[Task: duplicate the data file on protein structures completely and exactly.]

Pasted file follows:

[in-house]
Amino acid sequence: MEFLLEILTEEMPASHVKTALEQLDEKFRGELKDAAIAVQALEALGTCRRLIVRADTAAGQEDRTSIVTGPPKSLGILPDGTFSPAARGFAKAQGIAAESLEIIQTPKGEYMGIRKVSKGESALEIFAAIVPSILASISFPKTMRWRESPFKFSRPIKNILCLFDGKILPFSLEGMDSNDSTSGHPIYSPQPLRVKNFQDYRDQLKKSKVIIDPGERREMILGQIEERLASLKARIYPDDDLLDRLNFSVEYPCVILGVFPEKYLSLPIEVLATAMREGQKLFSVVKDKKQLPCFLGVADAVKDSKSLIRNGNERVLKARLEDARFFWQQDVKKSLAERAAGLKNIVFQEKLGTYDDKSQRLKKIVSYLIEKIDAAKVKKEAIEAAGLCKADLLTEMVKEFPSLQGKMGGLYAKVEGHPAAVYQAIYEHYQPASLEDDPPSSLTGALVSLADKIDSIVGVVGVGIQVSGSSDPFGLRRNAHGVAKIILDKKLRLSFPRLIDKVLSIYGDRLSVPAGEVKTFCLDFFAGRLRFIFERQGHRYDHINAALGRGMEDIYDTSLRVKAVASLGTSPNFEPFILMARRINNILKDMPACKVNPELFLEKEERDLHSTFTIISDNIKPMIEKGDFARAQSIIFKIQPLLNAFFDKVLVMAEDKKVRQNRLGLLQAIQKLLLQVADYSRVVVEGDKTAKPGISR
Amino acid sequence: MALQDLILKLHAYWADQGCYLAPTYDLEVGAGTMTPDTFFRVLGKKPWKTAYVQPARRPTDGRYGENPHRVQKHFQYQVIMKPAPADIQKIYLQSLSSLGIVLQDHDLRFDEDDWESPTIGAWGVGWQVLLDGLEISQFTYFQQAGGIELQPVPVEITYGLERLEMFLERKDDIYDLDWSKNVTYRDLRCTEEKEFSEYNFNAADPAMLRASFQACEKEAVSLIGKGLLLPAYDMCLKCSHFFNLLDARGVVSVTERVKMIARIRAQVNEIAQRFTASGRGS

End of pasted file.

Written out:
[in-house]
Amino acid sequence: MEFLLEILTEEMPASHVKTALEQLDEKFRGELKDAAIAVQALEALGTCRRLIVRADTAAGQEDRTSIVTGPPKSLGILPDGTFSPAARGFAKAQGIAAESLEIIQTPKGEYMGIRKVSKGESALEIFAAIVPSILASISFPKTMRWRESPFKFSRPIKNILCLFDGKILPFSLEGMDSNDSTSGHPIYSPQPLRVKNFQDYRDQLKKSKVIIDPGERREMILGQIEERLASLKARIYPDDDLLDRLNFSVEYPCVILGVFPEKYLSLPIEVLATAMREGQKLFSVVKDKKQLPCFLGVADAVKDSKSLIRNGNERVLKARLEDARFFWQQDVKKSLAERAAGLKNIVFQEKLGTYDDKSQRLKKIVSYLIEKIDAAKVKKEAIEAAGLCKADLLTEMVKEFPSLQGKMGGLYAKVEGHPAAVYQAIYEHYQPASLEDDPPSSLTGALVSLADKIDSIVGVVGVGIQVSGSSDPFGLRRNAHGVAKIILDKKLRLSFPRLIDKVLSIYGDRLSVPAGEVKTFCLDFFAGRLRFIFERQGHRYDHINAALGRGMEDIYDTSLRVKAVASLGTSPNFEPFILMARRINNILKDMPACKVNPELFLEKEERDLHSTFTIISDNIKPMIEKGDFARAQSIIFKIQPLLNAFFDKVLVMAEDKKVRQNRLGLLQAIQKLLLQVADYSRVVVEGDKTAKPGISR
Amino acid sequence: MALQDLILKLHAYWADQGCYLAPTYDLEVGAGTMTPDTFFRVLGKKPWKTAYVQPARRPTDGRYGENPHRVQKHFQYQVIMKPAPADIQKIYLQSLSSLGIVLQDHDLRFDEDDWESPTIGAWGVGWQVLLDGLEISQFTYFQQAGGIELQPVPVEITYGLERLEMFLERKDDIYDLDWSKNVTYRDLRCTEEKEFSEYNFNAADPAMLRASFQACEKEAVSLIGKGLLLPAYDMCLKCSHFFNLLDARGVVSVTERVKMIARIRAQVNEIAQRFTASGRGS